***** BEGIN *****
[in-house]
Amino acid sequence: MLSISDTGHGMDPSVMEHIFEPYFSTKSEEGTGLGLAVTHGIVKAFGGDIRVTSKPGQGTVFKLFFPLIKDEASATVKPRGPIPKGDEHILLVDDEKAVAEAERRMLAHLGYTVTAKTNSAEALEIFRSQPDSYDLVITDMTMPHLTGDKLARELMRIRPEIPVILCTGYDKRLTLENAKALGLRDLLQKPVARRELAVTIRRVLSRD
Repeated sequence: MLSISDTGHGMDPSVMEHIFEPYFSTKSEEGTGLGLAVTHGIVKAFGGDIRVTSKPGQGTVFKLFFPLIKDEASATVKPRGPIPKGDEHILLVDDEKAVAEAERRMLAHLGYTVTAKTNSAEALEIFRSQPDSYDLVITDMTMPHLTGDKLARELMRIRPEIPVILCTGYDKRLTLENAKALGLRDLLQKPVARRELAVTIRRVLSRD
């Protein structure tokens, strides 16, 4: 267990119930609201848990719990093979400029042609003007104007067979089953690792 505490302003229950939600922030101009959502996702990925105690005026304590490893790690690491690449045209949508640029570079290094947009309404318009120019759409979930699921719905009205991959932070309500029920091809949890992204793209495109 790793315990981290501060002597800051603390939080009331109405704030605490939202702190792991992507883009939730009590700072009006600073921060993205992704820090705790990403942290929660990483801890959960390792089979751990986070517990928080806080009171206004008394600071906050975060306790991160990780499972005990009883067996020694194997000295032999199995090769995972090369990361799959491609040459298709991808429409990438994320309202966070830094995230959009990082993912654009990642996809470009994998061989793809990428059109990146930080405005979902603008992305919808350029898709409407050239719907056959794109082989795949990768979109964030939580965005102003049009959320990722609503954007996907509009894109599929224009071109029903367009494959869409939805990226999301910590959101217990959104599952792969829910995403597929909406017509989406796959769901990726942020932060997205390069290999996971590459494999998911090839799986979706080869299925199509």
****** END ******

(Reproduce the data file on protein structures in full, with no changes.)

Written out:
[in-house]
Amino acid sequence: MLSISDTGHGMDPSVMEHIFEPYFSTKSEEGTGLGLAVTHGIVKAFGGDIRVTSKPGQGTVFKLFFPLIKDEASATVKPRGPIPKGDEHILLVDDEKAVAEAERRMLAHLGYTVTAKTNSAEALEIFRSQPDSYDLVITDMTMPHLTGDKLARELMRIRPEIPVILCTGYDKRLTLENAKALGLRDLLQKPVARRELAVTIRRVLSRD
Repeated sequence: MLSISDTGHGMDPSVMEHIFEPYFSTKSEEGTGLGLAVTHGIVKAFGGDIRVTSKPGQGTVFKLFFPLIKDEASATVKPRGPIPKGDEHILLVDDEKAVAEAERRMLAHLGYTVTAKTNSAEALEIFRSQPDSYDLVITDMTMPHLTGDKLARELMRIRPEIPVILCTGYDKRLTLENAKALGLRDLLQKPVARRELAVTIRRVLSRD
């Protein structure tokens, strides 16, 4: 267990119930609201848990719990093979400029042609003007104007067979089953690792 505490302003229950939600922030101009959502996702990925105690005026304590490893790690690491690449045209949508640029570079290094947009309404318009120019759409979930699921719905009205991959932070309500029920091809949890992204793209495109 790793315990981290501060002597800051603390939080009331109405704030605490939202702190792991992507883009939730009590700072009006600073921060993205992704820090705790990403942290929660990483801890959960390792089979751990986070517990928080806080009171206004008394600071906050975060306790991160990780499972005990009883067996020694194997000295032999199995090769995972090369990361799959491609040459298709991808429409990438994320309202966070830094995230959009990082993912654009990642996809470009994998061989793809990428059109990146930080405005979902603008992305919808350029898709409407050239719907056959794109082989795949990768979109964030939580965005102003049009959320990722609503954007996907509009894109599929224009071109029903367009494959869409939805990226999301910590959101217990959104599952792969829910995403597929909406017509989406796959769901990726942020932060997205390069290999996971590459494999998911090839799986979706080869299925199509």